Cast your memory, or if not recollection, your imagination, back nearly forty years to the first good electronic basketball game. The game that marks the true beginning of EA Sports, back in 1983. That’s right, it’s One On One: Dr. J. Vs Larry Bird. It’s ironic that EA has more or less abandoned serious NBA simulations (for now anyway), because they are the ones who started it all. (There was a time when NBA Live was for “purists” who wanted video game basketball that more or less looked like the game we see, and 2K was the “arcade” version of the NBA.)
The colorful Trip Hawkins at Electronic Arts was trying to make the game that eventually became the Category Killer, Madden Football, but the company was finding it hard to do in the early 1980s. Twenty-two players, running plays, with state of the art graphics? I’ll bet your phone has far more computing power in its memory buffer than the personal computers or game systems of the time.
EA decided to set their sights on something perhaps easier to accomplish with existing technology of the day: one on one basketball. Some say One on One: Dr. J vs Larry Bird is the first time celebrities appeared in a video game, it’s certainly the first time that NBA players did.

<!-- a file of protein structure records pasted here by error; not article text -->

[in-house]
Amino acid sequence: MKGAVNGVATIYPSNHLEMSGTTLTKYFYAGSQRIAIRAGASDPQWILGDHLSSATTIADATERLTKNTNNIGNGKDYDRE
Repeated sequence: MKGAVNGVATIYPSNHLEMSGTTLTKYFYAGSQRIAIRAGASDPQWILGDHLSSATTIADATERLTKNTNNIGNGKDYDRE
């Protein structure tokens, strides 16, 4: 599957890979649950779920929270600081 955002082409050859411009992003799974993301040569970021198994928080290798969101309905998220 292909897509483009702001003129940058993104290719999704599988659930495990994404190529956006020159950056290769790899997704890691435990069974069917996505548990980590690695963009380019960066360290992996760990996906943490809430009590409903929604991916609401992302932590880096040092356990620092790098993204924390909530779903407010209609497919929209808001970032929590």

The game had features no one had seen before in video games: jumpers, fall away shots, dunks (including that 80s icon, the shattered backboard (and a guy cleaning it up, and angry fans complaining about it), putbacks, and stunningly, instant replay of key, or at worst “selected” plays. Players could shoot off spins, block shots, steal the ball, or get called for personal fouls if too zealous in guarding.
Yes, all that, and good (excellent) animation for the time. There’s a reason EA became a monster, and One on One is what got them going until Madden Football (or whatever its officially called, became the national touchstone it is now).
You can download emulators and the game to see for yourself. Remember if you play, it’s likely your current washing machine, or microwave oven, has more processing power than the systems that game was designed to be played upon. It’s a triumph of clever and efficient coding.
There was a follow up game in 1988 (Not yearly? How is it possible?) that featured Michael Jordan vs Larry Bird, with Bird the “eminence gris” in place of Dr. J, and it offered a dunk contest, and a three point shootout as well as improved graphics and animation.
Both of these are excellent games of their times. If you’re curious, you can go here, download an emulator and a tiny, tiny, abandonware file.
I played a lot of Bird vs Jordan.
Did you ever play an EA "One on One" game?
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Yes, and I kicked Luka’s butt, too.